Communicating With the Customer
Communicating With the Customer
Public trust in government and municipal services is a critical, though fragile, construct. Tax and usage fee-paying customers expect that their funds are being used to create and operate reliable, safe and secure water systems. Across much of the 2016 Strategic Directions: Water Industry Report, a common trend is that high-profile events impacting water supply and distribution networks have dramatically raised awareness of operational challenges but also demonstrate an opportunity to change decades-long funding trends.
For example, ongoing drought conditions in the Western and Southwestern United States continue to affect residential and business customers. Flood control challenges also remain a concern for traditional and inland coastal communities. Headline-grabbing water safety issues are driving customers to question service providers’ procedures and their regulatory agents, thus changing and increasing consumer interactions with water utility providers.
Public engagement with water utility service providers can ebb and flow with local events such as water main breaks and treatment issues serving as catalysts for community interest. However, the water crisis in Flint, Michigan, appears to represent an inflection point in what has historically been the limited geographic reach of service performance issues.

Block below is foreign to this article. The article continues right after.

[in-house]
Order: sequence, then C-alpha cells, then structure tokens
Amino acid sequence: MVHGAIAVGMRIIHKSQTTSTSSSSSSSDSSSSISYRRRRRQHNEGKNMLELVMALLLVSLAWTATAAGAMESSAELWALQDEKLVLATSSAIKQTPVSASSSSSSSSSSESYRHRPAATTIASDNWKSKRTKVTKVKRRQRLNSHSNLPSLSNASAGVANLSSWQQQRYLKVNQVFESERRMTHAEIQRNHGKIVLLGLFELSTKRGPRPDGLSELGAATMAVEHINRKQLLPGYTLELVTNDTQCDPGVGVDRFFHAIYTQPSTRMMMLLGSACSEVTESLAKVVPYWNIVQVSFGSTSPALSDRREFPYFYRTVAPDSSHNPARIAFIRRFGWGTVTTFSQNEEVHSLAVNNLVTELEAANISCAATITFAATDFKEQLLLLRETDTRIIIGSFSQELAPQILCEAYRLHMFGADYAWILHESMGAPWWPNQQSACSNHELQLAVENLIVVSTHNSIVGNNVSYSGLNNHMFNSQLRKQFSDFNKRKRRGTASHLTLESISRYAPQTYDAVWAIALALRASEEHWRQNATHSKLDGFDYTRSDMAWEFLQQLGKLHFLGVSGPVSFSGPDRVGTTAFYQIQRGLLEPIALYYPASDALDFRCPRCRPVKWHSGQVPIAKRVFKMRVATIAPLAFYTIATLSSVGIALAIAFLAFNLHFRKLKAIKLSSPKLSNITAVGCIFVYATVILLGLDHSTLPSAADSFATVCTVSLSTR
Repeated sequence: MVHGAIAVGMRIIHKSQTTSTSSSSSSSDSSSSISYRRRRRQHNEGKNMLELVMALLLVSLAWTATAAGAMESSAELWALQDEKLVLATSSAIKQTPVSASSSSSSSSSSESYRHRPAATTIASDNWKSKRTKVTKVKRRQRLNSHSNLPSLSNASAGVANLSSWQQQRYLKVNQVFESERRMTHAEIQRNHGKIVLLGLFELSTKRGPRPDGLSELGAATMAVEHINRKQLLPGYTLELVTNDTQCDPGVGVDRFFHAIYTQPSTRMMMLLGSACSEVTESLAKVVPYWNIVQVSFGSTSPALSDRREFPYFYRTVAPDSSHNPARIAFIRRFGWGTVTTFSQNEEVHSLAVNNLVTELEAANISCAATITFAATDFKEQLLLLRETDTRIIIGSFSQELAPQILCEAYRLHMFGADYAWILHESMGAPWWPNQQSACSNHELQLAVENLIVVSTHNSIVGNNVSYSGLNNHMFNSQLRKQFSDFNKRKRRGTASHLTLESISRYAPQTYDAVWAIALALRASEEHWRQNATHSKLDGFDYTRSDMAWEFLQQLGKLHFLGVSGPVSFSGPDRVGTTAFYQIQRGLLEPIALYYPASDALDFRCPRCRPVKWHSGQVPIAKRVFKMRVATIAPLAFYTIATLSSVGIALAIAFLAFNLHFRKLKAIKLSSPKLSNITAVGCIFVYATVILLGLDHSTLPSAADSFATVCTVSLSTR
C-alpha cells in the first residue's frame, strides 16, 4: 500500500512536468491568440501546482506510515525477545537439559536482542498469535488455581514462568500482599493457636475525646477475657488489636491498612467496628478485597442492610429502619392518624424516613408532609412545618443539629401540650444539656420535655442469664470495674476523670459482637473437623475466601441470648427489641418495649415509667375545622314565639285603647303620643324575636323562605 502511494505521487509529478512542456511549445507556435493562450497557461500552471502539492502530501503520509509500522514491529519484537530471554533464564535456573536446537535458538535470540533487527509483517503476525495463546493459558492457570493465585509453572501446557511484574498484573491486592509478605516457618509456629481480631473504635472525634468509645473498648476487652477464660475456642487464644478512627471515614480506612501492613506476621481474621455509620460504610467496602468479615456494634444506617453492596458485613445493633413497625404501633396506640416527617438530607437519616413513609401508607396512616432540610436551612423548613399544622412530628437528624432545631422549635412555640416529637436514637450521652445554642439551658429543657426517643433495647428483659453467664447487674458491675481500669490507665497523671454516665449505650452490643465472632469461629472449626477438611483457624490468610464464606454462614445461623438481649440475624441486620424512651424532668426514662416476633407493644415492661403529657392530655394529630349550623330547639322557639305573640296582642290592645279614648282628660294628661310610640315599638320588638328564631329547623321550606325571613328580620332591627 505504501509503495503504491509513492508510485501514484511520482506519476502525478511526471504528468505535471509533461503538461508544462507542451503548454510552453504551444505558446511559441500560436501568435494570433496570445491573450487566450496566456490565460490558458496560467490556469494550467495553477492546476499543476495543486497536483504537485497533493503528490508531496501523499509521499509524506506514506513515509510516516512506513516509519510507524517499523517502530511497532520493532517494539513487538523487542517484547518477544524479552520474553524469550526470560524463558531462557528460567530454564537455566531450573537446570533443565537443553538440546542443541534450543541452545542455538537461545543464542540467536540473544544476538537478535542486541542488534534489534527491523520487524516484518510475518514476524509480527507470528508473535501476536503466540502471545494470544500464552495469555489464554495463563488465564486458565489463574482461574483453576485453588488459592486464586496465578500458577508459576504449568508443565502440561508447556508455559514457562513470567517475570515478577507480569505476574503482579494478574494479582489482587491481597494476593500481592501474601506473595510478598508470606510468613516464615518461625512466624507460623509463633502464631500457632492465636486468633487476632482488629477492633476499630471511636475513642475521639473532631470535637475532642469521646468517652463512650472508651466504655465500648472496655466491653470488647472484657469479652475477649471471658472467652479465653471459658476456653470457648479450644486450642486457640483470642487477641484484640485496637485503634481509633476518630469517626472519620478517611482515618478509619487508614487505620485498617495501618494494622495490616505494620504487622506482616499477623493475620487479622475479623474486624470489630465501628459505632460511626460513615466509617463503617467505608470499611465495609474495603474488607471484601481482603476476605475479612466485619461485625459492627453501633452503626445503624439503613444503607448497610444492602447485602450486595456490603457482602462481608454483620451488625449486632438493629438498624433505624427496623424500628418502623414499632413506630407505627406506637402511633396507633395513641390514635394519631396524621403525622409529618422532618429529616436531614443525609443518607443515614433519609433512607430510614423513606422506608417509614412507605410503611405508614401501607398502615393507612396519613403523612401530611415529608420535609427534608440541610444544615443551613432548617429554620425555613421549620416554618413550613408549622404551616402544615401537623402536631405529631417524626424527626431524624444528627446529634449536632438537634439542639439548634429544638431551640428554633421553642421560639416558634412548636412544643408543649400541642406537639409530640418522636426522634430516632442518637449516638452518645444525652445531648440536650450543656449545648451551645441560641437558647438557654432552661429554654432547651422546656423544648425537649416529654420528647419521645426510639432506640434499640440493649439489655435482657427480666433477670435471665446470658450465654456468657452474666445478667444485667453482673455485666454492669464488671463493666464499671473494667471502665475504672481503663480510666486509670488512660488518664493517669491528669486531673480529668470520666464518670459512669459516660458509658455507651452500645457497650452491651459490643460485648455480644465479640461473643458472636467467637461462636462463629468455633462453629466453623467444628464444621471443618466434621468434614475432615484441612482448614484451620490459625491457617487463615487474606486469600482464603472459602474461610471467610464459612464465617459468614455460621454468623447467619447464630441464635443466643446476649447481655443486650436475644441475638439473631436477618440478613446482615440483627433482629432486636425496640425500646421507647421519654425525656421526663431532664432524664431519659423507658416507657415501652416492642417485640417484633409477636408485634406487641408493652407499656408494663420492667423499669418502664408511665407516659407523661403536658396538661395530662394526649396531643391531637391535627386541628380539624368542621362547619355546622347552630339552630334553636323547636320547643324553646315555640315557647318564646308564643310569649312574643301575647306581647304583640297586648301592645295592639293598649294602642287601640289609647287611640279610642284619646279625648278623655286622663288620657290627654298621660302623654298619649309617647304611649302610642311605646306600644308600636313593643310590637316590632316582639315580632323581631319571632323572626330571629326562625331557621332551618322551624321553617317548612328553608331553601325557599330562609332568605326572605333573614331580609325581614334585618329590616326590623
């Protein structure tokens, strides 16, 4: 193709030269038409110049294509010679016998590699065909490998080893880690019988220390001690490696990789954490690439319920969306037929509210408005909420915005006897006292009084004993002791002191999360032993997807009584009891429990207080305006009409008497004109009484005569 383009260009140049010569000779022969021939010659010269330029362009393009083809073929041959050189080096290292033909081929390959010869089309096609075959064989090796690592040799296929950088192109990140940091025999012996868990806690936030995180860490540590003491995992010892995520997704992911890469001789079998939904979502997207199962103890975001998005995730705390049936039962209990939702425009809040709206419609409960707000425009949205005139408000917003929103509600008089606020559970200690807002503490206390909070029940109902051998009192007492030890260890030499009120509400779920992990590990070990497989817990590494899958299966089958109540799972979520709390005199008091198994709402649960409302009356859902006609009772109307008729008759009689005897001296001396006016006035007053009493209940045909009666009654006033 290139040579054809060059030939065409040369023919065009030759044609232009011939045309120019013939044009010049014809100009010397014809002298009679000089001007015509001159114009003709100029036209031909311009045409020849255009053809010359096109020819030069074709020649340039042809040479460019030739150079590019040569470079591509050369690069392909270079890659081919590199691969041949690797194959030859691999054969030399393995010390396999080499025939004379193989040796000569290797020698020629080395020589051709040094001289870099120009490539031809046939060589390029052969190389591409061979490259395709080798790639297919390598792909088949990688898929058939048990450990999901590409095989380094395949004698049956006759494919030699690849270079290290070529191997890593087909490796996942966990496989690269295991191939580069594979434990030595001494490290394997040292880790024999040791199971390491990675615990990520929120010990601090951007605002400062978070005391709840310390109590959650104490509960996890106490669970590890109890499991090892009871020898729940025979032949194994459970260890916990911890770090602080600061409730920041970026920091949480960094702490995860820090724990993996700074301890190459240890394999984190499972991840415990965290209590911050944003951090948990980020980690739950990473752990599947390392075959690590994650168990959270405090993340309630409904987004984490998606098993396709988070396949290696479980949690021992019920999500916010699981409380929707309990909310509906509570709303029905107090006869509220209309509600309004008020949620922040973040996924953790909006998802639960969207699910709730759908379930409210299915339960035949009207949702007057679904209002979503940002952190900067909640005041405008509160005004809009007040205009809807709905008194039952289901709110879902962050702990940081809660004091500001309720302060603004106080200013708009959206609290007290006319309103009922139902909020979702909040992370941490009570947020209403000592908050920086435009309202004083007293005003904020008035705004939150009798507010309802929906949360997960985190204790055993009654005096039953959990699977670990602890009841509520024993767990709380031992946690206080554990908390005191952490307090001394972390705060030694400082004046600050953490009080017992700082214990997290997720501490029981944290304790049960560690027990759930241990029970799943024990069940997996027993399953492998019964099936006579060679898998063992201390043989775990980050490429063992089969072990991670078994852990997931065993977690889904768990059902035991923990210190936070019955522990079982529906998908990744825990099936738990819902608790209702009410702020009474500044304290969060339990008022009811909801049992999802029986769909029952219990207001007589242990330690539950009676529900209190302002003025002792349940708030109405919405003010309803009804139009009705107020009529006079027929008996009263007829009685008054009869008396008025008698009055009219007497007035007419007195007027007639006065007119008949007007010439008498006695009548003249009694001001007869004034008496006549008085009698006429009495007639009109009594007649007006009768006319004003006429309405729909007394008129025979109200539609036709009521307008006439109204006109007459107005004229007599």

To sum up the view of many water utility leaders, their goal is to be recognized as safe and reliable yet relatively lowprofile. In light of the Flint situation, many are concerned that their utility may be the next to be examined by investigative journalists and national news interests. In addition, an uptick in consumer inquiries of their current service providers is being accompanied by a similar uptick in inquiries from the authorities that are overseeing utilities, such as regulatory boards, organizational leadership, elected officials and other stakeholders.
As a result, nearly half of respondents indicated they are currently taking steps to communicate measures under way to ensure the safety of the water supply. An additional 19 percent are considering launching similar consumer education programs. This proactive approach to engaging the community and increasing its knowledge base on the security of the water supply and the challenges that need to be addressed bodes well for utilities that need to make long-term investments as their sources and delivery systems change and age.
Between active program respondents and those considering outreach plans, nearly 90 percent identified website information as the primary vehicle for increasing customer awareness. Direct mail (54 percent) and advertisements in local/regional media (32 percent)followed at a distance, while public hearings represented a surprisingly low figure at just 13.6 percent. This could be tied to traditionally low levels of attendance and viewership at public hearings.
Overall, the volume of activity put forth to raise consumer awareness results in an exceptionally high response rate. This is likely because many of these programs are being launched in response to the Flint crisis or as consumer confidence drops because of increasing concern about lead and copper, especially in our schools, as well as toxic algal byproducts and low levels of pharmaceutical and health care products. With heightened awareness, unusual taste, odor or discolored water instances are referenced with current affairs and create headlines and prompt discussion within and across communities.